Also refer to 2004 Emergency Response Guidebook (ERG2004) Guide 153.
Decontamination of victims is accomplished by removing the victim from the contaminated area, removal of clothing, and removal or neutralization of agent present on the skin. Any visible droplets should be blotted (not wiped) away using an absorbant material (e.g., paper towels, facial tissues, etc.); if available, towelettes moistened with a neutralizing solution should be used. Adsorbant powders may also be used for removal of droplets (in the absence of standard adsorbants, field expedients such as flour may be useful). A solution of 0.5% hypochlorite bleach may be used for skin decontamination. Hair should be thoroughly cleaned using soap and water, with care being taken to prevent wash water from contacting skin.
Surface decontamination may be accomplished using hypochlorite bleach slurries, dilute alkalis, or DS2 decontaminating solution. Steam and ammonia may be used for the decontamination of confined spaces.
Large amounts of decontaminants should be used to ensure the elimination of the agent and any toxic degradation products.
VR-55 is a code designation seen in some documents which usually refers to thickened GD (Soman), not to VR. However, care must be taken in interpreting documents containing this designation, especially intelligence documents, as this designation is sometimes applied to poorly/incorrectly identified agents including VR.
VR was investigated and developed by the Soviet Union during the 1950's, in a manner which the open literature suggests roughly paralleled the development of VX in the west. It has been suggested that the Soviet investigations were partly guided by a knowledge of the molecular formula of VX but lacked information about the structural formula, and so settled on the on VR, which is a structural isomer of VX. However, it should be noted that there was explosion of interest in this class of compounds during this period, and so it is possible that initial studies had already been undertaken by the Soviets before the U.S. settled on VX. The greater difficulty of treatment and the possibility that detection might be more difficult could have served as incentives for the choice of VR even if the Soviets were aware of the structural formula for VX. This is supported by sources that suggest that a pilot production facility for VR was constructed at at a facility in Stalingrad (now Volgograd) by the Soviets as early as 1956, two years before VX was selected for production by the United States. Research on the agent continued for an extended period as well - in 1974, a Lenin Prize was awarded to researchers who were investigating issues associated with VR.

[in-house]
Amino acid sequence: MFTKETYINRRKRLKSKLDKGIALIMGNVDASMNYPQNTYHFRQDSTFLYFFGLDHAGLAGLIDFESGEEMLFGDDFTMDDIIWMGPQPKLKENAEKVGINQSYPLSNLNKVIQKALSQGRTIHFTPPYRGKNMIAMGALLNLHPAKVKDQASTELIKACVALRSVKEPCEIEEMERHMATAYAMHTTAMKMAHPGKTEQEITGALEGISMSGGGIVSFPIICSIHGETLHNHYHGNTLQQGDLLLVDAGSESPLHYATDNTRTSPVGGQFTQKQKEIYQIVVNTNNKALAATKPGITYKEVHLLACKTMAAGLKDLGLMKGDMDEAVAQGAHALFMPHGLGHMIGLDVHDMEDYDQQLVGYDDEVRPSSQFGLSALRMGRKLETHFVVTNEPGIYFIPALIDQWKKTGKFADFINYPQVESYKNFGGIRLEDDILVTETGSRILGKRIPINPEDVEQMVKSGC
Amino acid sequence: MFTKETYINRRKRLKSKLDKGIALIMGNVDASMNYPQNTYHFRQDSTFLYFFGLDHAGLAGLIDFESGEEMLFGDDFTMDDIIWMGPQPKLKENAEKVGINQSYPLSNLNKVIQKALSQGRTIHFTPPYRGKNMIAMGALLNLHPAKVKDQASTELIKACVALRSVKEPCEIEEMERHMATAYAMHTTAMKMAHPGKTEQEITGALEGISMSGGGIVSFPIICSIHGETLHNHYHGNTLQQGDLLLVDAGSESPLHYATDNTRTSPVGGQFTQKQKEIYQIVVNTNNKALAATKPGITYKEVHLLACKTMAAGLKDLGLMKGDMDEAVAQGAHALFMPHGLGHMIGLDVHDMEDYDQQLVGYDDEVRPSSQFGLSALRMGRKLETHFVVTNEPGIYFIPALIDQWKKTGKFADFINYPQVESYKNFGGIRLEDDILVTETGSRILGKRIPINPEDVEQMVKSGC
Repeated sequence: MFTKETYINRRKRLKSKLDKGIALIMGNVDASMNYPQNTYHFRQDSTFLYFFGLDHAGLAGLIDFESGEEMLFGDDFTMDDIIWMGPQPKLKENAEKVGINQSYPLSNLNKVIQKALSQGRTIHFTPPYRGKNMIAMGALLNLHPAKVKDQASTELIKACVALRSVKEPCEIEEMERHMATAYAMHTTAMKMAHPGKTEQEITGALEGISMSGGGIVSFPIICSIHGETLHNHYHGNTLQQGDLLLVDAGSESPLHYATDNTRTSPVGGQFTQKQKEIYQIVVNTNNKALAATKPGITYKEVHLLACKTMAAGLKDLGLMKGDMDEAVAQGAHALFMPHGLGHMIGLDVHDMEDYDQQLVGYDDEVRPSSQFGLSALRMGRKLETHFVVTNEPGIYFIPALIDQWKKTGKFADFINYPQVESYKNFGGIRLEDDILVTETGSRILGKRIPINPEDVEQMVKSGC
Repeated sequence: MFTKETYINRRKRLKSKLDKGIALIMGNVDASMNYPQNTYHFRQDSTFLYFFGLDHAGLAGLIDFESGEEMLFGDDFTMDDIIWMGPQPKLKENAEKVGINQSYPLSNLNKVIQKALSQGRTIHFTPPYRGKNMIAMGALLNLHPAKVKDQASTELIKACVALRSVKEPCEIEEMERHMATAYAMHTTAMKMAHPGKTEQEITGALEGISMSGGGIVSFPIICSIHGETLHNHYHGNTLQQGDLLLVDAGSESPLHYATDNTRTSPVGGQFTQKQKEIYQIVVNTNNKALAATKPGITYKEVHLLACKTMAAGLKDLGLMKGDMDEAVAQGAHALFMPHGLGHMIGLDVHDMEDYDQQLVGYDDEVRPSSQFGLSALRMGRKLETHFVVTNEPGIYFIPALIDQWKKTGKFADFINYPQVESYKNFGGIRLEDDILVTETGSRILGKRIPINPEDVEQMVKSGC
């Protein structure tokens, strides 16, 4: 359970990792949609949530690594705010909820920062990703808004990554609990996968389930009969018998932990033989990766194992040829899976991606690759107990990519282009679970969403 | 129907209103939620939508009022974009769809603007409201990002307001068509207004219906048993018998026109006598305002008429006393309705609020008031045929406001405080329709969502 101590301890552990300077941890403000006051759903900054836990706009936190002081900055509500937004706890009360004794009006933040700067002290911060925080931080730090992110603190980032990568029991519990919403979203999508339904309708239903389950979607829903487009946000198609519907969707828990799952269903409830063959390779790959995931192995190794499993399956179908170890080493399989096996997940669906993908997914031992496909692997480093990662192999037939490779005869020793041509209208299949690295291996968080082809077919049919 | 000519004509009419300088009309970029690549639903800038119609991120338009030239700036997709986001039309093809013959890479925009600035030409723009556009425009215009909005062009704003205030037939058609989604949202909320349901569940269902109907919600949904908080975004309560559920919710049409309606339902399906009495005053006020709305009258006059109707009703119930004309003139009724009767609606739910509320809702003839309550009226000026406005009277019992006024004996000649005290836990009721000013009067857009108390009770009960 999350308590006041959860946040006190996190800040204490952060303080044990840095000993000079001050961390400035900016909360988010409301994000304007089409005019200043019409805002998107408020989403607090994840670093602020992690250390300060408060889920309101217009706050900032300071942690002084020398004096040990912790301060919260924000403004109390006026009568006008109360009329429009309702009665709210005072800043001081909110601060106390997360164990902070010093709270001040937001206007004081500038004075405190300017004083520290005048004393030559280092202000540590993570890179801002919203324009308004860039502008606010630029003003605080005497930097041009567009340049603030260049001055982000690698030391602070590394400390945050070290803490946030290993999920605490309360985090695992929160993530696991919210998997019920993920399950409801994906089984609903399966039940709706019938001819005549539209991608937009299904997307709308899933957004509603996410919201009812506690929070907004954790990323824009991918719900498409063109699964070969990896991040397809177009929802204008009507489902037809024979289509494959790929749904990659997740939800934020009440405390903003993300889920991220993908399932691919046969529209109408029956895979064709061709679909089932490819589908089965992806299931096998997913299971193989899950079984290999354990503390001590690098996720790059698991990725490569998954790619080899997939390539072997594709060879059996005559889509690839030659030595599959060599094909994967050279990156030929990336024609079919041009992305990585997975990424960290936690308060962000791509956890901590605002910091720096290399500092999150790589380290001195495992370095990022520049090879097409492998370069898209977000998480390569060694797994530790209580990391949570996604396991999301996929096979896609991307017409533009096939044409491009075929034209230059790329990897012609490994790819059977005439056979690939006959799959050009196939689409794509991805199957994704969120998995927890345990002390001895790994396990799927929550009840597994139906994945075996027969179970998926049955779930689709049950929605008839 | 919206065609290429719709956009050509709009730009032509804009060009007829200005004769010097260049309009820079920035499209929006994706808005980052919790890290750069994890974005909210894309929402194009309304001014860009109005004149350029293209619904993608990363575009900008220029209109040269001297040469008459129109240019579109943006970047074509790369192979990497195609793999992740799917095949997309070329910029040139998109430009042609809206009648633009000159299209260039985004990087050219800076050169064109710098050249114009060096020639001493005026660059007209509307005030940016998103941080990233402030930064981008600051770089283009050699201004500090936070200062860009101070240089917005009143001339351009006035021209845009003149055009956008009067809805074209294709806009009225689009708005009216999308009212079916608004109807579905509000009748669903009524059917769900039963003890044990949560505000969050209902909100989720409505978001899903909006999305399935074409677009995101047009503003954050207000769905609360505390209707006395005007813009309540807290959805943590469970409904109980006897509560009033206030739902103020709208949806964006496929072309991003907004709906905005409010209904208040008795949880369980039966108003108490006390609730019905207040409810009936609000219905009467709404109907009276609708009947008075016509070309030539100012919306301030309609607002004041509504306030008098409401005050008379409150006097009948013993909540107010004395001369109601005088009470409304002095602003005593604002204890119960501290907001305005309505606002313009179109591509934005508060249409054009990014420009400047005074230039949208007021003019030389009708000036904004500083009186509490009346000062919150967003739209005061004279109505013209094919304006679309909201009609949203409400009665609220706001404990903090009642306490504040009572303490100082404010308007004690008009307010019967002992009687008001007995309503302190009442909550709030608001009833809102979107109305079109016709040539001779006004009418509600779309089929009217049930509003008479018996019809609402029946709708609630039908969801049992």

Despite the early experimentation, large scale production of VR may not have commenced until 1972 at a facility in Novocheboksarsk. Working conditions at this facility are said to have been rather unpleasant (protective gear that did not provide complete protection if one bent over, a lack of monitoring equipment, etc.).
On at least one occasion an accidental release apparently occurred at the Novocheboksarsk facility. A fire caused by a wiring fault on April 28, 1974 apparently damaged the seals on bombs filled with the agent, resulting in a "loss of control" of the agent they contained.
Despite their difficulties, the Soviets produced 15,557 tons of VR according to their declaration to the OPCW. There were two major variants weaponized, a polymethyl methacrylate-thickened VR and plain VR. There are reports that a binary version was also developed.
|Toxic effect of organophosphate & carbamate||989.3|
|Accidental poisoning by other specified gases and vapors||E869.8|
|Suicide and self-inflicted poisoning using other specified gases and vapors||E952.8|
|Assault by poisoning using other gases and vapors||E962.2|
|Injury due to terrorism involving chemical weapons||E979.7|
|Injury due to war operations by gases, fumes, and chemicals||E997.2|
|Death due to terrorism involving chemical weapons||U01.7|
|Accidental poisoning by and exposure to other and unspecified chemicals and noxious substances||X49|
|Intentional self-poisoning (suicide) by and exposure to other gases and vapors||X67|
|Assault (homicide) by gases and vapors||X88|
|Assault (homicide) by other specified chemicals and noxious substances||X89|
|Assault (homicide) by unspecified chemical or noxious substance||X90|
|War operations involving chemical weapons and other forms of unconventional warfare||Y36.7|